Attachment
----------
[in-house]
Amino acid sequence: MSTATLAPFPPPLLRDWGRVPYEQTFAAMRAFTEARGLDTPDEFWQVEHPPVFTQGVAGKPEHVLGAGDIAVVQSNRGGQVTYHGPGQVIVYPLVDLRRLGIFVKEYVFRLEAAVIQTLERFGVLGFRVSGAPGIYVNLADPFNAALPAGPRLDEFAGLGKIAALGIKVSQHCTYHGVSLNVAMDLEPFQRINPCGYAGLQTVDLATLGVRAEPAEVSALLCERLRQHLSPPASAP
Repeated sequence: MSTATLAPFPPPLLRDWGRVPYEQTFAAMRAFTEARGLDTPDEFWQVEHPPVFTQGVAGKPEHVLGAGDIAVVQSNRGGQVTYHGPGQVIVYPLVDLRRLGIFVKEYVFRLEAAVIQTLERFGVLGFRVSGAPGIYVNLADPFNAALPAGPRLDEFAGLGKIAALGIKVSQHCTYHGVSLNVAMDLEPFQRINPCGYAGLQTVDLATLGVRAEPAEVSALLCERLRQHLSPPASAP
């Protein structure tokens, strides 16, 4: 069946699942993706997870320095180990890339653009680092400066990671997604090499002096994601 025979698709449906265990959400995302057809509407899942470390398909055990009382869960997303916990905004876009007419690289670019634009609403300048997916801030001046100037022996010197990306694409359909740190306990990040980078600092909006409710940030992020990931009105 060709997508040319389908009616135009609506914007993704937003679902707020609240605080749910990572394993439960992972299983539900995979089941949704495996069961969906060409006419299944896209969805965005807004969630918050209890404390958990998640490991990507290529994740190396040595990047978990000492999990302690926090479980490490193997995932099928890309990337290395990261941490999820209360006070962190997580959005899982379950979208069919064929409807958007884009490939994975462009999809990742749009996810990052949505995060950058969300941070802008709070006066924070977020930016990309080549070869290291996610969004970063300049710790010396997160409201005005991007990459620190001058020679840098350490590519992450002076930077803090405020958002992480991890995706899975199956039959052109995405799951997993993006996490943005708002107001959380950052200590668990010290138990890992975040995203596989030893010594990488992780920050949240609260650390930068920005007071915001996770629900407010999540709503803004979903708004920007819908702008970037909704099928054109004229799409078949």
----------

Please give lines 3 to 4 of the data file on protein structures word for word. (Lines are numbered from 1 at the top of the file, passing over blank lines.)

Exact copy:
Repeated sequence: MSTATLAPFPPPLLRDWGRVPYEQTFAAMRAFTEARGLDTPDEFWQVEHPPVFTQGVAGKPEHVLGAGDIAVVQSNRGGQVTYHGPGQVIVYPLVDLRRLGIFVKEYVFRLEAAVIQTLERFGVLGFRVSGAPGIYVNLADPFNAALPAGPRLDEFAGLGKIAALGIKVSQHCTYHGVSLNVAMDLEPFQRINPCGYAGLQTVDLATLGVRAEPAEVSALLCERLRQHLSPPASAP
């Protein structure tokens, strides 16, 4: 069946699942993706997870320095180990890339653009680092400066990671997604090499002096994601 025979698709449906265990959400995302057809509407899942470390398909055990009382869960997303916990905004876009007419690289670019634009609403300048997916801030001046100037022996010197990306694409359909740190306990990040980078600092909006409710940030992020990931009105 060709997508040319389908009616135009609506914007993704937003679902707020609240605080749910990572394993439960992972299983539900995979089941949704495996069961969906060409006419299944896209969805965005807004969630918050209890404390958990998640490991990507290529994740190396040595990047978990000492999990302690926090479980490490193997995932099928890309990337290395990261941490999820209360006070962190997580959005899982379950979208069919064929409807958007884009490939994975462009999809990742749009996810990052949505995060950058969300941070802008709070006066924070977020930016990309080549070869290291996610969004970063300049710790010396997160409201005005991007990459620190001058020679840098350490590519992450002076930077803090405020958002992480991890995706899975199956039959052109995405799951997993993006996490943005708002107001959380950052200590668990010290138990890992975040995203596989030893010594990488992780920050949240609260650390930068920005007071915001996770629900407010999540709503803004979903708004920007819908702008970037909704099928054109004229799409078949």